Launched in competition for the Palme d'or at Cannes and the winner of the festival's Best Screenplay prize, this is a satisfying, if not always entirely convincing thriller. For all that it's likely that State Security would select a disposable patsy, it's inconceivable that such a ruthless agency would alight upon a freshman who is still so obviously finding his feet in an august institution in which he is very much an overwhelmed outsider. Clearly, the intention is to mirror Malik's progress in Brécourt, which was also a hotbed of allegiances. But his rise through the ranks is much too straightforward, while, solid as his performance is, Tawfeek Barhom lacks Tahir Rahim's screen presence, with the result that Adam starts thinking on his feet in tight corners far too early.

Saleh and production designer Roger Rosenberg succeed in making Süleymanye Mosque feel like a prison, with the juxtaposition between the cramped dormitories, the expansive courtyards, and the grand interiors emphasising just how alone and up against it Adam is. However, with the exception of Ibrahim, every other character is shorn of backstory and exists solely to serve their purpose within the scenario. This makes it difficult to gauge their significance or care much about their fate, as the political manoeuvring becomes increasingly complex.

Nevertheless, the support playing is adept, while the ever-excellent Fares Fares (in his fourth Saleh outing) feels as much at home as Toni Servillo does in the films of Paolo Sorrentino, as he limns a dishevelled perennial survivor who has long lost any sense of loyalty to anyone but himself. Pierre Aïm's cinematography, Theis Schmidt's editing, and Krister Linder's score all add to the viewing pleasure. Yet, for all its intricacy, this has little to say that we didn't already suspect about this particular House of Cards, even though no one has had the audacity to expose it on screen before. Moreover, Saleh seems too in thrall to the narrative ingenuity required to extricate Ibrahim and Adam from their respective predicaments to generate much jeopardy or tension.


As they remember it, lifelong friends Robert Higgins and Patrick McGivney first met at Under-10s football training. This is apt, given the significance of Gaelic Football to their debut feature as writer-directors. Abandoning their respective careers in publicity and marketing and financial consultancy to make the shorts Angels Guard Thee (2018) and Drifting (2020), the duo make a promising start with Lakelands, which continues the recent fine run of Irish releases.

Up at the crack of dawn to milk the cows, Cian Reilly (Éanna Hardwicke) seeks escape from the grumbling of his farmer father, Diarmuid (Lorcan Cranitch), at the Gaelic Football Club in Granard, County Longford. Coach Bernie (Gary Lydon) warns Cian that he'll be off the team unless he cuts down on his drinking, but he can't resist a night in Cavan with pals Sparky (Dafhyd Flynn) and Doc (Oisin Robbins).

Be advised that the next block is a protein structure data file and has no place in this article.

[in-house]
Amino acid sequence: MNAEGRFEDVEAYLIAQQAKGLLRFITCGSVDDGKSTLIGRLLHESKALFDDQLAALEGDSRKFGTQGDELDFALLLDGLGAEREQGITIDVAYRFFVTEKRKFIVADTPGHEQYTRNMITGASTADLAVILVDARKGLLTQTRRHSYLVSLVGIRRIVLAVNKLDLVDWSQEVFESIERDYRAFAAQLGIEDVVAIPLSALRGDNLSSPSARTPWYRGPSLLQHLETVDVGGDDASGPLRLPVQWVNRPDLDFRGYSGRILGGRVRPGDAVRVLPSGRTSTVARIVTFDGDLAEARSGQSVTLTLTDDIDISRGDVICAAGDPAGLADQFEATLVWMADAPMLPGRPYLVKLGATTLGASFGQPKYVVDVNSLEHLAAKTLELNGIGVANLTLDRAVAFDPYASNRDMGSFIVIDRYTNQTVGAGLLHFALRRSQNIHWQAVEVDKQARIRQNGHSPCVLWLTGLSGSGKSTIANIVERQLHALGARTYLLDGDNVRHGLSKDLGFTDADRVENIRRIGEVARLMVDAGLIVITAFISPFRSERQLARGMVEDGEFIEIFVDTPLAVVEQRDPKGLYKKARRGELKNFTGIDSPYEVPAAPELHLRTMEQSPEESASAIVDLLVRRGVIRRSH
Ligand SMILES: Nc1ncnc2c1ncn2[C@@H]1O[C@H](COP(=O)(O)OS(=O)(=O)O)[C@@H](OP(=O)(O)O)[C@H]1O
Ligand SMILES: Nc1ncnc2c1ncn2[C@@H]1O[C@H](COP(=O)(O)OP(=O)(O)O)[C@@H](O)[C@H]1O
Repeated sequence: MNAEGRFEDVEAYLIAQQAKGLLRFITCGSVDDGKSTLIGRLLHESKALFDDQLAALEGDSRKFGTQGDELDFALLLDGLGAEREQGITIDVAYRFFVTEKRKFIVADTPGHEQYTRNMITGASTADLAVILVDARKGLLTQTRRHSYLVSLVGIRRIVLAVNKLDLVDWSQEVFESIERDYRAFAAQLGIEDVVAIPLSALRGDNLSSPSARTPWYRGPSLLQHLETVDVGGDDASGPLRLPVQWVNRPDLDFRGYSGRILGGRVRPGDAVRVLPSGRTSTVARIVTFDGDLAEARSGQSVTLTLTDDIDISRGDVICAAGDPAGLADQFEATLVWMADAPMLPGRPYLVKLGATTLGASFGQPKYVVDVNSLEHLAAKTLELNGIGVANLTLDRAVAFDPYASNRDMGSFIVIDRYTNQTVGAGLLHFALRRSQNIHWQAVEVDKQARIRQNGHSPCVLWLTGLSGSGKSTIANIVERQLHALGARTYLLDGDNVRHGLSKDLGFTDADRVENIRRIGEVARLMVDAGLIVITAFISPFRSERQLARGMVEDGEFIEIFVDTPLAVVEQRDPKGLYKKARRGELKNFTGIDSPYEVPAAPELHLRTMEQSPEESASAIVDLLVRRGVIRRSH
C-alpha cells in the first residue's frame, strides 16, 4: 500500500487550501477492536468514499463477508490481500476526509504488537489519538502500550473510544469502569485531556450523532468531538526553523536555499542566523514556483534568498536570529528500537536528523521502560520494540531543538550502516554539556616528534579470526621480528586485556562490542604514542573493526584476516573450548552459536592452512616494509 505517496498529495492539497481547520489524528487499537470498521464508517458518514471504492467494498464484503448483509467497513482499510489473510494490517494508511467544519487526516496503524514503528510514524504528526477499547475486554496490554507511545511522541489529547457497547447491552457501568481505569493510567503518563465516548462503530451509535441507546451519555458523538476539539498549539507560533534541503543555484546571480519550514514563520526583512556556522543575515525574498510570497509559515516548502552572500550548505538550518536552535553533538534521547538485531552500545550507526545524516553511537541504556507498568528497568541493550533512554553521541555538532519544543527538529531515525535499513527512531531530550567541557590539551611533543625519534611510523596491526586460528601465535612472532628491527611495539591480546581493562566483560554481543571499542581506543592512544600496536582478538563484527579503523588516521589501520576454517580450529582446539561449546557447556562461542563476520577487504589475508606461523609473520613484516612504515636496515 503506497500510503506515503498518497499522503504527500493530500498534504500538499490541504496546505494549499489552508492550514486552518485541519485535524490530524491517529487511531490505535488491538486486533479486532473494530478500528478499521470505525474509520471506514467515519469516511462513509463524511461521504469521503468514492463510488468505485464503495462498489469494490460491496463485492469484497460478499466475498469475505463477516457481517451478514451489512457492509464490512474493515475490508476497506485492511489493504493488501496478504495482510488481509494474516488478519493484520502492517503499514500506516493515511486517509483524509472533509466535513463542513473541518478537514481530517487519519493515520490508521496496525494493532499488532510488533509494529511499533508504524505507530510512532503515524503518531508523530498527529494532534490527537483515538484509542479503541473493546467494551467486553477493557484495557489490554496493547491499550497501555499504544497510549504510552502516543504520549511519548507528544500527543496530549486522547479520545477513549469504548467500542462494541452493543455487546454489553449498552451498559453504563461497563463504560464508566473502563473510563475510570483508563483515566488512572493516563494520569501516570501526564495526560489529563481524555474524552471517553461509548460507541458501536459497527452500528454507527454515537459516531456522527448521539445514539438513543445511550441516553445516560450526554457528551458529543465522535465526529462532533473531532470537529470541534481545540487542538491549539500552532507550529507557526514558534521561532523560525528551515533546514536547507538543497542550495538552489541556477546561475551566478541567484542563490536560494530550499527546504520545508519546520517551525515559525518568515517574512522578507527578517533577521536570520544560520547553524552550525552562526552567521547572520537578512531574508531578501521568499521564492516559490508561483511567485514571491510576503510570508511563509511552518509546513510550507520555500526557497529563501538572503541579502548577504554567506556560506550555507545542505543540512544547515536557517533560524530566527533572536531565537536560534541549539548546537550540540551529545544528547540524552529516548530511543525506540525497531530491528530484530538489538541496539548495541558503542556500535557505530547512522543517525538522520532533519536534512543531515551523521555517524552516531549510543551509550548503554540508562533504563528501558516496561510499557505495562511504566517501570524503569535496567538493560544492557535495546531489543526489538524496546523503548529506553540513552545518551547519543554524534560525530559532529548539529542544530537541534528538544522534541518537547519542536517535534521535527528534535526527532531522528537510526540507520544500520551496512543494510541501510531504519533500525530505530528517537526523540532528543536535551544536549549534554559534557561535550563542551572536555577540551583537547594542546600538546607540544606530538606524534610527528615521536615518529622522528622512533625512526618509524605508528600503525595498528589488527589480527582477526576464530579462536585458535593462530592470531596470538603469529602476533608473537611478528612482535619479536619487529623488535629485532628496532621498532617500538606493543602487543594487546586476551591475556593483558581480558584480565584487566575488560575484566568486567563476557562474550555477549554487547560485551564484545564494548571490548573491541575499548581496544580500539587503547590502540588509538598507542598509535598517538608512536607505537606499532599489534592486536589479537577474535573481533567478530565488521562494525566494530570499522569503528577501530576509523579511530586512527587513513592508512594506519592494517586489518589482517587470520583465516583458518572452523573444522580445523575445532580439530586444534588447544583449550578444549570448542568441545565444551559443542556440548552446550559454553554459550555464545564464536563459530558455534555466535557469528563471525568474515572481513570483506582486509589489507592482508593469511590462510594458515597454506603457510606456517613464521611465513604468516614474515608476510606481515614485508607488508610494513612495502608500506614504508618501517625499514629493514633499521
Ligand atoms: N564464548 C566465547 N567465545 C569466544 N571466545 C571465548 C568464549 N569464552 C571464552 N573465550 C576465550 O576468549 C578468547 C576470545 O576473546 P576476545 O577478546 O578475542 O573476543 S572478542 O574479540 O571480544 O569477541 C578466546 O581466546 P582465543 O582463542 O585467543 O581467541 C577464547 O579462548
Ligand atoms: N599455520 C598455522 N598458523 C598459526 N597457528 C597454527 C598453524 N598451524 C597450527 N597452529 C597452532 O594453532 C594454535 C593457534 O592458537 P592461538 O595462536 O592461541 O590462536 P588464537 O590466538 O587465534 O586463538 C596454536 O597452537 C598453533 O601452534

Following an altercation in the nightclub, Cian is beaten up in a back alley and can't shake the resulting grogginess. Local copper, McGovern (Dara Devaney) takes a statement and warns Cian about seeking revenge. But he insists he's okay, even though a dizzy spell prompts him to curtail a night's boozing to walk to the burger bar with Grace (Danielle Galligan), an old school friend who is now a nurse in England and is only back to check on her father, who has a serious liver complaint.

Still feeling woozy and suffering from headaches, Cian calls Grace, who suggests he might have a concussion and should see a specialist. Not wanting to lose face, with Diarmuid and Bernie questioning his commitment, he shrugs off the problem,

even though he throws up at the cattle market and Dr Kelly (Lesley Conroy) advises him to rest and not rush things. Grace echoes this when Cian takes her to a scenic spot beside the lake (and is disappointed to learn she has a doctor boyfriend). However, with Diarmuid goading him about pulling his weight around the farm and Bernie warning him that he'll lose his shirt, he tries to carry on as normal.

Frustrated at not being able to generate much force with a fence pole driver, Cian revisits Dr Kelly, who informs him that tests have revealed his condition to be more serious than she had suspected. She cautions him that another head injury could have grave consequences, but he insists on going to training. Bernie ticks him off after he gets into a scuffle with a younger teammate, while Diarmuid informs him that he's taking on extra help so he can get a proper rest.

Grace lends a sympathetic ear over a glass of wine and a joint, but Cian makes light of his problems, as opening up is not the manly option. He reacts badly, however, when replacement Tomas (Naoise Dunbar) mistreats the lame Jersey heifer he dotes on and is angry when Diarmuid says it's heading to the abattoir soon anyway. Getting drunk after dismissing Grace's assertion that he should be grateful to get a second chance, Cian argues with Sparky before persuading Doc to drive him into Cavan to seek out the trio that attacked him.

McGovern intervenes before a ruckus can start and he takes Cian home. He slumps sobbing on to the kitchen floor and Diarmuid gives him a hug. Next morning, he breaks the news that Grace's father has died and he calls to offer his condolences. She's reluctant to see him, but confides that she had hoped her father would have apologised for his drunken ways before he passed. Cian recalls his last conversation with his mother and agrees to stick around and make tea during the wake.